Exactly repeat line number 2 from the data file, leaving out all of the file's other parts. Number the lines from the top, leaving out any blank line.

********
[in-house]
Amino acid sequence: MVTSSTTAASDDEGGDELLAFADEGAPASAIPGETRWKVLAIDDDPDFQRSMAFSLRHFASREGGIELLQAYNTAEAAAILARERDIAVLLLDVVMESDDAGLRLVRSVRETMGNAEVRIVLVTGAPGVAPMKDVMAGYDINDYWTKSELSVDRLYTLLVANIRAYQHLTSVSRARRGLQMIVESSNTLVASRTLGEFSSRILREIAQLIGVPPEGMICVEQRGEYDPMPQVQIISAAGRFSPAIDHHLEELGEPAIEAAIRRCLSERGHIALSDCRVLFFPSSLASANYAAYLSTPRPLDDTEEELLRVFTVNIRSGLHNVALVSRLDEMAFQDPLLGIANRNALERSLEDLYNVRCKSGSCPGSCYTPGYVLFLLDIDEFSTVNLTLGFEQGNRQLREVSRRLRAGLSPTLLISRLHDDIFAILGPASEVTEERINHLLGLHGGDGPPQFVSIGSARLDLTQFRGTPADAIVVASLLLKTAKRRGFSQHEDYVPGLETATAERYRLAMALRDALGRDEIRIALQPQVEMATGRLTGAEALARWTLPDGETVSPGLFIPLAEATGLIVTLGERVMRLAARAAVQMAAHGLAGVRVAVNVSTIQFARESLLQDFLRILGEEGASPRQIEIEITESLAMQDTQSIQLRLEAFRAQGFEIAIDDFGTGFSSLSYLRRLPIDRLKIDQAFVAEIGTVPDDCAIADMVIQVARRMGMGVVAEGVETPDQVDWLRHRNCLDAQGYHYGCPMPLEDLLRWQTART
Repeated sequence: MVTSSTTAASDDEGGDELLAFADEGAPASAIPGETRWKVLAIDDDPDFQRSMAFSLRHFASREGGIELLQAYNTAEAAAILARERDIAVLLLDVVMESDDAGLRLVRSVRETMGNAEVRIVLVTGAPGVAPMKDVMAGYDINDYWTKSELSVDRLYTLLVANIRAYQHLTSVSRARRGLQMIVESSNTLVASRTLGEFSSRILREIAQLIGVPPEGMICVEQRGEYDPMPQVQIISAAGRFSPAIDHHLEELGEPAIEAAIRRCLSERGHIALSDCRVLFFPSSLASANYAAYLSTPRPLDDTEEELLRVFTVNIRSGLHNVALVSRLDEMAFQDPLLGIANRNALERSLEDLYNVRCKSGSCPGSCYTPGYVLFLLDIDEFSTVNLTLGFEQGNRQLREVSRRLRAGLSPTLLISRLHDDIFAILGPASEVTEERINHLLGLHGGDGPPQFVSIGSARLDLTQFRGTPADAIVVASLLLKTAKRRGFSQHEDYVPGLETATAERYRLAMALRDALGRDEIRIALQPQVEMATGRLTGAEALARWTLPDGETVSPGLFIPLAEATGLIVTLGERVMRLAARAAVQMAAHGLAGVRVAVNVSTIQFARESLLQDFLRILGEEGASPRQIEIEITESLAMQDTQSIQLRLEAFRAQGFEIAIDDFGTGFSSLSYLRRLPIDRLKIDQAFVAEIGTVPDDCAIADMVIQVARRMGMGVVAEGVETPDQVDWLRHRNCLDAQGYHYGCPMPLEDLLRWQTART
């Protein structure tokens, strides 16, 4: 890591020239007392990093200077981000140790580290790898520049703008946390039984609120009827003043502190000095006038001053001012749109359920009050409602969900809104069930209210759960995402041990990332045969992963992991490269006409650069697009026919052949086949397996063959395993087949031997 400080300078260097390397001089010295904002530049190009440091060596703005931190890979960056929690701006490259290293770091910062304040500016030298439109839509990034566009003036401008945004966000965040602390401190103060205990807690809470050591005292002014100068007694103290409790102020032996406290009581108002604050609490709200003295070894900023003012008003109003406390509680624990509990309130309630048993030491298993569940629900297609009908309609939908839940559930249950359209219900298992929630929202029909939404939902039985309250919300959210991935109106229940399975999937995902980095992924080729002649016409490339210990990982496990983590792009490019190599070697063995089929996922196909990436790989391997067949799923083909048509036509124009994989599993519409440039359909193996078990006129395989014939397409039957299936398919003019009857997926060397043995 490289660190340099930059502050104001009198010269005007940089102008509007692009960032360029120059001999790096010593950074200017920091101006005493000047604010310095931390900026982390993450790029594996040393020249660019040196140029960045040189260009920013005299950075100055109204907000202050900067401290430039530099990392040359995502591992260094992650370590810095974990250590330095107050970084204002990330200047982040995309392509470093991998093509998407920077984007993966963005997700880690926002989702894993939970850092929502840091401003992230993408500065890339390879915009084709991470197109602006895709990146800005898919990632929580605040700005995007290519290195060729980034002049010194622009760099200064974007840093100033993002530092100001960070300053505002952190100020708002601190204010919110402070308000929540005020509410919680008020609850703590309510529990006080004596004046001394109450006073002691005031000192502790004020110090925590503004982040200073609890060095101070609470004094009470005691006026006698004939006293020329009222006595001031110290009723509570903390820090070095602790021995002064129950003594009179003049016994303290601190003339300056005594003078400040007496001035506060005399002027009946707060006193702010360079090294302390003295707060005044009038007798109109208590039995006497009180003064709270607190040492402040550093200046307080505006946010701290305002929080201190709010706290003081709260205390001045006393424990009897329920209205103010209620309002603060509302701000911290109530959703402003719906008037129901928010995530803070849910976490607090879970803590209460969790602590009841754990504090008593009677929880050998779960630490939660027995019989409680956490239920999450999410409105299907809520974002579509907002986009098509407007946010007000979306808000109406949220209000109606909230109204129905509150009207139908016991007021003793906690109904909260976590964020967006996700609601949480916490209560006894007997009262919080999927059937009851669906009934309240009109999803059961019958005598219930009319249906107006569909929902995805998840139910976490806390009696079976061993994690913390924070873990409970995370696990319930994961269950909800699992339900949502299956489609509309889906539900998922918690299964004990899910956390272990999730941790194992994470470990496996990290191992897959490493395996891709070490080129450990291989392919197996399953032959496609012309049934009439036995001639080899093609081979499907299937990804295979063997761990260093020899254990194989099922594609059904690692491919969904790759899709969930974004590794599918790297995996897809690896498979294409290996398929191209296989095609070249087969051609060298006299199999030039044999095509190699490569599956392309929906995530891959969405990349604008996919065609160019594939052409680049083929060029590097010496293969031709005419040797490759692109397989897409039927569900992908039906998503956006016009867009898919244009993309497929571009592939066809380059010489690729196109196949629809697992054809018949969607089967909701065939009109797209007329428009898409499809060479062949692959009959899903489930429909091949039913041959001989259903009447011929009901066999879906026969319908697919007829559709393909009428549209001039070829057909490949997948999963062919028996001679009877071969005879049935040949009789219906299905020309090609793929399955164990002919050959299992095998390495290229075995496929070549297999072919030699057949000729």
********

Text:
Amino acid sequence: MVTSSTTAASDDEGGDELLAFADEGAPASAIPGETRWKVLAIDDDPDFQRSMAFSLRHFASREGGIELLQAYNTAEAAAILARERDIAVLLLDVVMESDDAGLRLVRSVRETMGNAEVRIVLVTGAPGVAPMKDVMAGYDINDYWTKSELSVDRLYTLLVANIRAYQHLTSVSRARRGLQMIVESSNTLVASRTLGEFSSRILREIAQLIGVPPEGMICVEQRGEYDPMPQVQIISAAGRFSPAIDHHLEELGEPAIEAAIRRCLSERGHIALSDCRVLFFPSSLASANYAAYLSTPRPLDDTEEELLRVFTVNIRSGLHNVALVSRLDEMAFQDPLLGIANRNALERSLEDLYNVRCKSGSCPGSCYTPGYVLFLLDIDEFSTVNLTLGFEQGNRQLREVSRRLRAGLSPTLLISRLHDDIFAILGPASEVTEERINHLLGLHGGDGPPQFVSIGSARLDLTQFRGTPADAIVVASLLLKTAKRRGFSQHEDYVPGLETATAERYRLAMALRDALGRDEIRIALQPQVEMATGRLTGAEALARWTLPDGETVSPGLFIPLAEATGLIVTLGERVMRLAARAAVQMAAHGLAGVRVAVNVSTIQFARESLLQDFLRILGEEGASPRQIEIEITESLAMQDTQSIQLRLEAFRAQGFEIAIDDFGTGFSSLSYLRRLPIDRLKIDQAFVAEIGTVPDDCAIADMVIQVARRMGMGVVAEGVETPDQVDWLRHRNCLDAQGYHYGCPMPLEDLLRWQTART